Friday, December 9, 2011

Eggshells and Combat Boots - A look at Biblical confrontation.

One of these days, I think I'm going to write a post about how certain books of the Bible have unexpected endings. You've got 1 John, which doesn't end like most letters with a "sincerely" or "yours truly", but instead says "Little children, guard yourselves from idols." After 21 chapters of Judges, where God uses men to rescue and guide His people time and time again, the writer dusts off his hands with the sentence, "In those days there was no king in Israel; everyone did what was right in his own eyes." And then there's Jonah, with some of the best drama of any Sunday School story. God asks Jonah a funny rhetorical question before you turn the page to Micah and realize the book has ended. 

I think the book of James also has an unexpected ending. James tells his readers to be humble, mature, and concerned more with spiritual rather than financial growth. Then he signs off by telling them, "My brethren, if any among you strays from the truth and one turns him back, let him know that he who turns a sinner from the error of his way will save his soul from death and will cover a multitude of sins." 

This got me thinking about how Christians approach confrontation. I grew up around some people who knew we were at war, and war was all hell. The people around me took James's advice by shouting, gossiping, or in one lady's case, trying to exorcise me. No kidding. 

And then you've got the Christians who swing to the opposite extreme. They don't want to appear judgmental. They don't want to offend people or scare them away from Christianity. They saw the movie Saved and decided they didn't ever want to look like these girls.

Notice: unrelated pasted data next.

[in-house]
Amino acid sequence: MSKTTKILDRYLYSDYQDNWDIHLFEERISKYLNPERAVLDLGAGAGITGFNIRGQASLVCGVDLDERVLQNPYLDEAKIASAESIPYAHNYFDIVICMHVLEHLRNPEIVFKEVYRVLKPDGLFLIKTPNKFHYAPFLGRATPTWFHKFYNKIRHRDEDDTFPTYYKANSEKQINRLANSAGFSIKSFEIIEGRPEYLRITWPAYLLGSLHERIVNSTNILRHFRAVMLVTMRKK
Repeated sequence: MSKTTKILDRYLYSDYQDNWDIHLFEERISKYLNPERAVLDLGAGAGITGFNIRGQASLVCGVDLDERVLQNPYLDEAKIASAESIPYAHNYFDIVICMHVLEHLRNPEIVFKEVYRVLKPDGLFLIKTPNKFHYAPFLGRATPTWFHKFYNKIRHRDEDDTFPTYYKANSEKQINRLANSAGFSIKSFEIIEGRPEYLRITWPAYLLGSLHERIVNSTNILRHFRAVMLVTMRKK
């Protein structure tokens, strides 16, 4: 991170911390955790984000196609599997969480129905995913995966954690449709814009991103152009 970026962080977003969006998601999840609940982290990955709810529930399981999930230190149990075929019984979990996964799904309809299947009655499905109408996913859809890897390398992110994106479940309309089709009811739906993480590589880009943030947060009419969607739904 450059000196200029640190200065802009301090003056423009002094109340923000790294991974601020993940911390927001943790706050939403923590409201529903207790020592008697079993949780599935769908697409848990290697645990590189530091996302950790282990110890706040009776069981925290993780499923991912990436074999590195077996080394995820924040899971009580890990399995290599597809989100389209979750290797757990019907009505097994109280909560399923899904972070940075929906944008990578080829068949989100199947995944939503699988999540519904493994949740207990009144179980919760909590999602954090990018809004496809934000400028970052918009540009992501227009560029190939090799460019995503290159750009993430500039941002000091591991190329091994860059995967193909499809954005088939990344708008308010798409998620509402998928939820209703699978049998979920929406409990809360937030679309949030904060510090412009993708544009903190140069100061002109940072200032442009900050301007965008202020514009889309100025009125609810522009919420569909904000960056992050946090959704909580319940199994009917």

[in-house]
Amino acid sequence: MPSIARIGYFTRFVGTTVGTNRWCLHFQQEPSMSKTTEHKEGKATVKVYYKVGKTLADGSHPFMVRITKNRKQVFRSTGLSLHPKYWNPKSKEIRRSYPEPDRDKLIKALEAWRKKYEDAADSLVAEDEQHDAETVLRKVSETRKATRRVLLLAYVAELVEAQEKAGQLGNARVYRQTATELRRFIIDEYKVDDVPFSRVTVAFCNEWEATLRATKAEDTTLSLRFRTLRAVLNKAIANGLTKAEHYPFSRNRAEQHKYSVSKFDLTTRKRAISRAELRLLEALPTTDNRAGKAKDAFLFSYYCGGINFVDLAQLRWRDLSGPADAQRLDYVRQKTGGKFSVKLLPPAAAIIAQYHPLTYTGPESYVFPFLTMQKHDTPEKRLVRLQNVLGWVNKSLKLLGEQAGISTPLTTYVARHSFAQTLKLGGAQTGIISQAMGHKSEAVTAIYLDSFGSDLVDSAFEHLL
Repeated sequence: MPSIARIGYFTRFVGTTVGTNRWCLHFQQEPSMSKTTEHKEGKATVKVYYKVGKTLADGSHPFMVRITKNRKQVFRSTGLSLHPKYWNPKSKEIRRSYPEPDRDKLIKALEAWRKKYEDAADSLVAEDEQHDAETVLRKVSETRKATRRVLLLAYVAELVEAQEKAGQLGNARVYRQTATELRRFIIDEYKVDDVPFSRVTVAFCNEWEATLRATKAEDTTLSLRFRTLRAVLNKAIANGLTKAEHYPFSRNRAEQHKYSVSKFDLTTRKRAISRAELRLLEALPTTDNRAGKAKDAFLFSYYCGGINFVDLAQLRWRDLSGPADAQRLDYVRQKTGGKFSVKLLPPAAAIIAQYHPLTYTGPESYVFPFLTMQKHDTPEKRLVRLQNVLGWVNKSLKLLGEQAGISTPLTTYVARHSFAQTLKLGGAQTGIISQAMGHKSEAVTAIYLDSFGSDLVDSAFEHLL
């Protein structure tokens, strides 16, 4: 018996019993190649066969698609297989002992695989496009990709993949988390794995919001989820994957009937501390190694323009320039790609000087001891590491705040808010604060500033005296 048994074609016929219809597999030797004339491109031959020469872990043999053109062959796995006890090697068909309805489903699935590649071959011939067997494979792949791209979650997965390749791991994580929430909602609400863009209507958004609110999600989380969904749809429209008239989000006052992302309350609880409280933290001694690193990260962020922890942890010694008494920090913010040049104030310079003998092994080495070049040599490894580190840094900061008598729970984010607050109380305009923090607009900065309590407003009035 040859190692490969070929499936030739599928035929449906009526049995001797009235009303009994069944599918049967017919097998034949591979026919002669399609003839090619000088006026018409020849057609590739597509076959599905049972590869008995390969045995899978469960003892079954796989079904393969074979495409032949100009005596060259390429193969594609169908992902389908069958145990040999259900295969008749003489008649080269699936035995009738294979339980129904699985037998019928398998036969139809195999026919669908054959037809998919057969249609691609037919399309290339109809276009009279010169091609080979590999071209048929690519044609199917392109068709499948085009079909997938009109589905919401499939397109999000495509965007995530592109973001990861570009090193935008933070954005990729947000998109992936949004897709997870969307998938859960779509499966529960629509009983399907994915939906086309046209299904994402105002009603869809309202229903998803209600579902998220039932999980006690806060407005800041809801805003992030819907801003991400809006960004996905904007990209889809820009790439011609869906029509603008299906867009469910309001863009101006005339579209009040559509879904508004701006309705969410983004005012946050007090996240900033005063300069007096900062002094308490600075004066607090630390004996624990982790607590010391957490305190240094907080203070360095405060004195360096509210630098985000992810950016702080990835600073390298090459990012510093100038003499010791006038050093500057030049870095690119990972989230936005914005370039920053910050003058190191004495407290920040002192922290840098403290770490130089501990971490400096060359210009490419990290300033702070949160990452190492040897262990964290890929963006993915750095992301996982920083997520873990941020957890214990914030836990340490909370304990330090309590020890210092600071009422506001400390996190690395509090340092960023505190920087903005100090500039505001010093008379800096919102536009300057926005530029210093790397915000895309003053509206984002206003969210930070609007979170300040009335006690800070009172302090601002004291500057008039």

So how do we take James's advice without becoming spiritual lunatics? First, as always, I recommend praying. Ask God how to talk with someone and then listen for what He tells you. James opens his book by telling people to ask God for wisdom, so I assume that would apply well to these situations. Second, there's always the Matthew 18 model of confrontation. Discuss the problem with the person in private, then with a trusted third party, and then only in public if the person refuses to change. The third thing to keep in mind when confronting people is Galatians 5:22-23, "But the fruit of the Spirit is love, joy, peace, patience, kindness, goodness, faithfulness, gentleness, self-control; against such things there is no law." If these attributes aren't at the heart of your confrontation, it may be good for you to step back and reevaluate your approach. 

How do you feel about confrontation? Do you tend to walk on eggshells or walk all over people?

1 comment:

MorsIndutus said...

I think, as with most things, there is a balance, and it may swing more one way or the other based on the situation, as the Spirit leads. People who always walk on eggshells to not offend are just as bad as people who are always in your face, although they tend to be less annoying. Just keep in mind that you can confront with words that flow as from the mouths of angels, if you're not coming from a place of love you're just going to come off as so much unpleasant noise.

There is also a difference between confronting a brother or sister (IE, fellow Christian) and confronting a non-believer. The Bible is strangely quiet about what to do in the face of non-believers, short of trying to live in peace with them and praying for them when the persecute you.

Before you confront someone, ask yourself what you want to get out of the confrontation. Make sure you're coming from a place of love and that you're not trying to push your own agenda on an unwilling participant. If you don't, they're likely to trample your little pearls of wisdom then turn around and tear you to pieces verbally.